CHESHIRE, Mass. — School officials say they will continue to investigate 40-year-old sexual accusations against a former employee at what was then Adams Memorial Middle School.
After a lengthy executive session with Adams Cheshire Regional School District's legal counsel Monday, the School Committee read a prepared statement regarding the former custodian who allegedly molested students in the 1970s.
"Other individuals have recently contacted the district with similar allegations of sexual assault and abuse by the former employee," Chairman Paul Butler said. "The district is now investigating the additional claims and will treat every person who has and will come forward with dignity and confidentiality."
According to a recently published Berkshire Eagle article, two men, former Adams Memorial students, claimed custodian Clement St. Hilaire, now 94 years old, sexually abused them in the mid-1970s. The reports said St. Hilaire admitted to the molestations during an interview with the newspaper.
The two men also reportedly contacted police in 2008, long after the statute of limitations for such crimes had passed.
Butler said the district was contacted in 2016 by an attorney representing the two men and that it had hired an attorney who specialized in sexual abuse cases to investigate the claims.
"That letter also threatened that a suit would be filed unless certain demands were met and in response, the district hired an attorney experienced in handling claims of sexual abuse," Butler said. "The demands were not met and no suit had been filed."
The School Committee released a statement in January stating that it takes sexual abuse seriously but had decided not to take any action based on absence of proof and denials from St. Hilaire.
"Because of the threat of suit and the absence of proof that the former employee, in fact, committed the acts alleged, the Committee decided to take no action until a suit had been filed," the statement reads.
Butler said according to the district's files, St. Hilaire terminated his employment at his own will in October 1976.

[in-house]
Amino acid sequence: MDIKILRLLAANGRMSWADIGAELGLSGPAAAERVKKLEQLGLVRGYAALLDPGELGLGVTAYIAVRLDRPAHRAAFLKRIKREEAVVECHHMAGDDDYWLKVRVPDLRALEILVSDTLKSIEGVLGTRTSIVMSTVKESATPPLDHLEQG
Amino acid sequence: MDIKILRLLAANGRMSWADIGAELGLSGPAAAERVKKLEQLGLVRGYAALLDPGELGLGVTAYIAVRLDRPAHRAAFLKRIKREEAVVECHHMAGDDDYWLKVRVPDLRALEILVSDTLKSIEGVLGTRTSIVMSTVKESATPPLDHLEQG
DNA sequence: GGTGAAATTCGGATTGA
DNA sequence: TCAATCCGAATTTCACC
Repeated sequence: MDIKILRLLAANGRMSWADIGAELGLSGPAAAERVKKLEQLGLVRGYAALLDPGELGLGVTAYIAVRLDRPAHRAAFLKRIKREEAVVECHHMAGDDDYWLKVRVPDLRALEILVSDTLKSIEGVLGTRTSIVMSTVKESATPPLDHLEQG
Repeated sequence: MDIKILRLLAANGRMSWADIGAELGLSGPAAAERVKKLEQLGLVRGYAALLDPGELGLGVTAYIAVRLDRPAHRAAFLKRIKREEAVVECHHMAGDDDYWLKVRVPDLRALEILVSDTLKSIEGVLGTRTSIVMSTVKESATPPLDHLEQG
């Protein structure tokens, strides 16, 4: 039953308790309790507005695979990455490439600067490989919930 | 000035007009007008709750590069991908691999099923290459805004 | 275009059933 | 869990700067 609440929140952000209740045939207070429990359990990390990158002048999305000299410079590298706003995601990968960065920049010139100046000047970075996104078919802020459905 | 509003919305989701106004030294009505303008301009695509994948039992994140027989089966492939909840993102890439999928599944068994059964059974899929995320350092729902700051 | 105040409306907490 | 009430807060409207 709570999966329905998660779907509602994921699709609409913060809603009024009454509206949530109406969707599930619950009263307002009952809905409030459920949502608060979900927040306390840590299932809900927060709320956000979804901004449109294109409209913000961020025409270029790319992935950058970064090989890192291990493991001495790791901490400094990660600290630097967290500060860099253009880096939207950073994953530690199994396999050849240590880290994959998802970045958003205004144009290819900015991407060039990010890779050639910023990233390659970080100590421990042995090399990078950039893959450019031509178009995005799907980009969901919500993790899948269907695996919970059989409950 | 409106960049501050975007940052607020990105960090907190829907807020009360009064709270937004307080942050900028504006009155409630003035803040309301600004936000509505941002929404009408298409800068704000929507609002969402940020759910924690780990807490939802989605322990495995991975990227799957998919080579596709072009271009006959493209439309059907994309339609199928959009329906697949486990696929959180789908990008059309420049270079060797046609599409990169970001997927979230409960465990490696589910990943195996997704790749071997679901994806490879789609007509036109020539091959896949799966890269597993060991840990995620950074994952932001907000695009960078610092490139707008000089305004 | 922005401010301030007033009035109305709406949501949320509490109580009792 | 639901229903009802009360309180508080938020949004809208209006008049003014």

With more individuals coming forward with claims of abuse, he said, the district will retain special counsel. However, the counsel the district was utilizing can no longer can serve the district and the School Committee voted to hire attorney Nancy Frankel Pelletier.
"The attorney we previously had who specialized in cases of abuse is no longer practicing and is now a judge," Butler said. "Essentially at this point, she can review the case files and that will be about it."
Butler added that the School Committee will not share details about the claims.
"Accordingly, no details and certainly any allegations on the district's investigation will be provided," he said. "It would not be appropriate for the district to comment on the claims, allegations or individuals at this time."
Before the executive session, the committee heard from solar developer Jaime Smith with Lodestar Energy who asked if the town would be interested in a virtual net-metering contract.
"It allows us to go and find pieces of land that we can use for solar and give you guys the benefit," Smith said. "There is no impact on how you buy electricity, who you buy from or when you buy."
He said his company is nearing the completion of a solar farm in Charlton and as the electricity gets pushed to National Grid, Lodestar has credits to provide to municipalities, housing authorities or school districts that will discount electricity costs.
"You will get your normal Grid bill with credits then you will get a bill from us for 80 cents on the dollar," he said. "So you are basically buying dollar bills for 80 cents."
He said there is no risk to the district but he would be looking for a contract of 10, 15 or 20 years.
School Committee member Darlene Rodowicz asked if Adams-Cheshire joins another district or if it no longer exists within the time of the contract, if the credits would be transferable.
"The population is shrinking and one of the options on the table is to form two or three districts in the county," she said. "Could the credits be transferred to the surviving district?"
Smith said he thought the credits could be transferred and said his company would take on the risk if the district does dissolve.
The Audit and Evaluation Subcommittee will continue the discussion at a future meeting.
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